Parents Speak: The Art of Love
and the Ethics of Care
Disability studies in the university emerged from the disability rights movement of the 1970s and 1980s. Conversations about autism are inevitably also about issues that have occupied both scholars and activists. They range from philosophical questions about defining disability and the ethics of treatment to policies regarding access to health care and living supports, deinstitutionalization and patient’s rights, the Individuals with Disabilities Education Act (IDEA), and inclusive education.
A history of autism focused specifically on parental experience and knowledge cannot hope to incorporate all the lessons that disability studies teaches us, in particular, that we take seriously the accounts of people with disabilities themselves. As I mentioned in the introduction, there are many women and men with autism diagnoses who are capable spokespeople. A number of them are passionate advocates of neurodiversity, the concept of accepting and accommodating atypical cognitive styles and personality types as valuable elements of human difference.1 Advocates insist on the importance of respecting the desires of the person with the disability, first and foremost, in policies and treatments directed at them, a position best expressed in the imperative “nothing about us without us.”2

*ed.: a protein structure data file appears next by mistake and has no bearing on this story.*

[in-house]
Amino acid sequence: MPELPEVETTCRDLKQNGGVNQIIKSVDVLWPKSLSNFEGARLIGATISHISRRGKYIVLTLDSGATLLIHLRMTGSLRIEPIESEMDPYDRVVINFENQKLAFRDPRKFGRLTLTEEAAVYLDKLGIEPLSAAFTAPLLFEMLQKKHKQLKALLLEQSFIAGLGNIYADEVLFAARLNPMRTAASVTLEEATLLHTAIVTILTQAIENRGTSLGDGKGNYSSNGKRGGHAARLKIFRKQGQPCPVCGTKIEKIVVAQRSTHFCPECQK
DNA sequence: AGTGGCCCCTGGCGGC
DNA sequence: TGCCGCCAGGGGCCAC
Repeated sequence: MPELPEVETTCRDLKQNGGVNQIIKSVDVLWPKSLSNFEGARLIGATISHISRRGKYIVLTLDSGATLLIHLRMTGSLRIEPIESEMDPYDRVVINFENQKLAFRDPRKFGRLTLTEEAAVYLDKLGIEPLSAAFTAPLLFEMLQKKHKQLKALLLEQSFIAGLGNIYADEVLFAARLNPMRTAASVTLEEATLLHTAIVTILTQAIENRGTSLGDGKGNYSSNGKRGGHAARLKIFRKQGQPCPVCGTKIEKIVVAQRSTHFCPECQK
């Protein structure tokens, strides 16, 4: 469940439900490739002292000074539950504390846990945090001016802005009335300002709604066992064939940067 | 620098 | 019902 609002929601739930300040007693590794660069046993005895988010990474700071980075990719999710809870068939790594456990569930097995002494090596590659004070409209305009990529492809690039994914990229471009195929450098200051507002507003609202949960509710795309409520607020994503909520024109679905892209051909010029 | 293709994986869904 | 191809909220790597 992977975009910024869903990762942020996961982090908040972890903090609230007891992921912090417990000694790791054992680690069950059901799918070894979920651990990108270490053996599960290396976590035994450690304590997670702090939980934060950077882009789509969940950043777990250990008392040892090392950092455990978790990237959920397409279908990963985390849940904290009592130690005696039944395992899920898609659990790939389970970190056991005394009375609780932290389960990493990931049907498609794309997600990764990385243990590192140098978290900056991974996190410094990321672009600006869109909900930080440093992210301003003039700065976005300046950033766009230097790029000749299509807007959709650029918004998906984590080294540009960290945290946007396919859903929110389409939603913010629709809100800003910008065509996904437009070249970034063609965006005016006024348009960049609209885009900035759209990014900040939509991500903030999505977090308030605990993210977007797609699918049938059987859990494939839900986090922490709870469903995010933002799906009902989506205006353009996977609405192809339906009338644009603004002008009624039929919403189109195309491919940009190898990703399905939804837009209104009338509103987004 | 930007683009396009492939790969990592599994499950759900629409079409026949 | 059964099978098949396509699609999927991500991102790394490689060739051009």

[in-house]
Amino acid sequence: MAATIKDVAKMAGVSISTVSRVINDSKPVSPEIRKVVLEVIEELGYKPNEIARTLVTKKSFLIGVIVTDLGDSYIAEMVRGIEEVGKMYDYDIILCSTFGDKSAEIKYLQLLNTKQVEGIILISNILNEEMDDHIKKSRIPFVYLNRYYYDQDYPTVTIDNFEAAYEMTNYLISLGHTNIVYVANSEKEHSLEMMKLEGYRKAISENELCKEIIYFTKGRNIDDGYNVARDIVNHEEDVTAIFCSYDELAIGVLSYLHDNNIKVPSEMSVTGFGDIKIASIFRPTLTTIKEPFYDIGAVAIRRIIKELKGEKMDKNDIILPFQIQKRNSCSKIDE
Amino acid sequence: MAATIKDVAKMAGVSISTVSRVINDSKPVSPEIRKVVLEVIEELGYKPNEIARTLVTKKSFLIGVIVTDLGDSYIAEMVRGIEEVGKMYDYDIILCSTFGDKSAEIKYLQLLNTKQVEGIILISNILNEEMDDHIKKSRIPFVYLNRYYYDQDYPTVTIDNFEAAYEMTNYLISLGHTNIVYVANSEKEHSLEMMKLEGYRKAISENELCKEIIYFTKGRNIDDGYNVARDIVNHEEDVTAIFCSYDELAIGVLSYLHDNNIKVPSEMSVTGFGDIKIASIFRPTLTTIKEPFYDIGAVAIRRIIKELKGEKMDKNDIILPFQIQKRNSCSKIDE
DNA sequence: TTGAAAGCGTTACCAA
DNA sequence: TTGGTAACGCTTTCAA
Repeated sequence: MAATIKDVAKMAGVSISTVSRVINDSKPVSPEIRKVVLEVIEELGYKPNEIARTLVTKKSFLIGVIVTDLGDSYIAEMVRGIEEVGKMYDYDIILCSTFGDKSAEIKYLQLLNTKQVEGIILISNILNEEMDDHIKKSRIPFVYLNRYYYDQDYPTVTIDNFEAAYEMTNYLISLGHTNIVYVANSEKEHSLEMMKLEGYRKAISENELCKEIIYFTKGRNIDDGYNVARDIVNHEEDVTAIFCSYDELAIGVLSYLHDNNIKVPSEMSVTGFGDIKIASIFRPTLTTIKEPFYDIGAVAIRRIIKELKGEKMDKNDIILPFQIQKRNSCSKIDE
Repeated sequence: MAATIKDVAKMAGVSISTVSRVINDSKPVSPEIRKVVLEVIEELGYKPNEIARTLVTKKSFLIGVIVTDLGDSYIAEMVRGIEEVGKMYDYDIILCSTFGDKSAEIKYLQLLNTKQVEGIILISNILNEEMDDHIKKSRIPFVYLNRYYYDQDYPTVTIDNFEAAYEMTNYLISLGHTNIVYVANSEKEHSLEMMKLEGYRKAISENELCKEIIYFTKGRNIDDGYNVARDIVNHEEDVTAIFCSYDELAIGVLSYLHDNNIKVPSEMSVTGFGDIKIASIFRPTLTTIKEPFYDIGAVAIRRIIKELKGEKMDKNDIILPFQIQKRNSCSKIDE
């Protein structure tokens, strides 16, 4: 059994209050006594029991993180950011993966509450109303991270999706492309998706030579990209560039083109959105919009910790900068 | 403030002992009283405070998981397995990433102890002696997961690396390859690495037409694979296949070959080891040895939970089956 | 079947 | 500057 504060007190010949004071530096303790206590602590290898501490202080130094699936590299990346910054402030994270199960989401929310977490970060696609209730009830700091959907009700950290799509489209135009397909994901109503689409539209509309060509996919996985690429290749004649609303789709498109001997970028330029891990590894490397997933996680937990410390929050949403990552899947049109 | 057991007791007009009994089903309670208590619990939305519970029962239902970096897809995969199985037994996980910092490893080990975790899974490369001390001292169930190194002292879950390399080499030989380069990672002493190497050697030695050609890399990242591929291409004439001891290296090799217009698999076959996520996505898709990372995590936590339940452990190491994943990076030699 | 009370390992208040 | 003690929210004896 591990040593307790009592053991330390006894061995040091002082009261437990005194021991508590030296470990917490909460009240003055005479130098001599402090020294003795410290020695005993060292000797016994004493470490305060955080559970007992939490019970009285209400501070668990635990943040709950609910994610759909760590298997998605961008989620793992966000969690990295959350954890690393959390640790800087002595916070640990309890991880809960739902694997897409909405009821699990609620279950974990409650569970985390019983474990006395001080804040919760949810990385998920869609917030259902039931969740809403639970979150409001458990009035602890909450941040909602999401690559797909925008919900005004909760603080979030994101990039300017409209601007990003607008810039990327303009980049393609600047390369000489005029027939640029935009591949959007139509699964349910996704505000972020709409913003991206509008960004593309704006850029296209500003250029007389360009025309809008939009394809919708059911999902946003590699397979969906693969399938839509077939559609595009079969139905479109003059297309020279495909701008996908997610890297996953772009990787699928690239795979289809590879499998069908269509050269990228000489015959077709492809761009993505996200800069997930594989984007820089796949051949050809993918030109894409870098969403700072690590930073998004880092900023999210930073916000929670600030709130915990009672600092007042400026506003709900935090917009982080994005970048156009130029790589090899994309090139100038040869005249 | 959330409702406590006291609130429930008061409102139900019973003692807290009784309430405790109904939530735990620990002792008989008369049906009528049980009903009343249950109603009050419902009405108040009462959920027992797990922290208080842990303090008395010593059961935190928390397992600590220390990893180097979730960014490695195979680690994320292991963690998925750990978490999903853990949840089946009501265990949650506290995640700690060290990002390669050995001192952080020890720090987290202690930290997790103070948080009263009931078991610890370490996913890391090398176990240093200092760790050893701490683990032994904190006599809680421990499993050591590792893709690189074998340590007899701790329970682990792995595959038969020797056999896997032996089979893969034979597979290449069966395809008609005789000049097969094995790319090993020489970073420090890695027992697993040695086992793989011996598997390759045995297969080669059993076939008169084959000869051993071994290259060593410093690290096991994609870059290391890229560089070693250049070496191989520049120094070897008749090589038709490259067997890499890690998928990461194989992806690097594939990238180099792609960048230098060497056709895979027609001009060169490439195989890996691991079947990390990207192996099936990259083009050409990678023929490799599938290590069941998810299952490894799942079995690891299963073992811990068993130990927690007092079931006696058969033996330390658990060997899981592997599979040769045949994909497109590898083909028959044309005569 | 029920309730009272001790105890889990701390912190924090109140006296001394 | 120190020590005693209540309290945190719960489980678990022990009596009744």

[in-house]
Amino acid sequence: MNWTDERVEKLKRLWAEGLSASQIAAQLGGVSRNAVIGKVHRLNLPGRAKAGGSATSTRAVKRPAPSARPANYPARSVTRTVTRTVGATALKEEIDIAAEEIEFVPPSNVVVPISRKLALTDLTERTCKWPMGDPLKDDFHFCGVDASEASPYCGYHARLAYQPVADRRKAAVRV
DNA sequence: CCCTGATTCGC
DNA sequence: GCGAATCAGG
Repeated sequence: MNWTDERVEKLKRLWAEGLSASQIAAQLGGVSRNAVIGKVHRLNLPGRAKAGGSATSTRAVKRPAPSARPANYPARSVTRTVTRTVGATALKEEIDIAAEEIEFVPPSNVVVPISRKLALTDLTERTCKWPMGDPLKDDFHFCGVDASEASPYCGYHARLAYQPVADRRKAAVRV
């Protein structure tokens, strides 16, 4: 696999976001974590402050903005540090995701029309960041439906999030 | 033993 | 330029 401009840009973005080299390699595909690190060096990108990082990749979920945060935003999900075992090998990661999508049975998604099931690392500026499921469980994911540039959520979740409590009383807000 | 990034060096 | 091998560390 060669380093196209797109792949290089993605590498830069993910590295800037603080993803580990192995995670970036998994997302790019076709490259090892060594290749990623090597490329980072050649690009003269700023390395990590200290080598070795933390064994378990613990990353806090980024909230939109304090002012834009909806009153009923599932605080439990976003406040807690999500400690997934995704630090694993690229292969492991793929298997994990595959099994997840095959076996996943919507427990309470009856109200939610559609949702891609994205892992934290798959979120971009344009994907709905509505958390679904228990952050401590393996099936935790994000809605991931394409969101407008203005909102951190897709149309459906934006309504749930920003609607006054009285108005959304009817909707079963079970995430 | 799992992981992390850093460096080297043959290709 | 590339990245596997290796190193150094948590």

Many draw on their experience of autism to question not only policies but also psychiatrists’ assumptions, maintaining, for example, that the diagnostic distinction between “low” and “high-functioning” autism is specious. This segmentation fails to acknowledge the range of strengths and weaknesses of any individual. Dividing the autism spectrum, needless to say, divides people. Self-advocates reject the claim that those able to communicate and live without assistance are not qualified to weigh in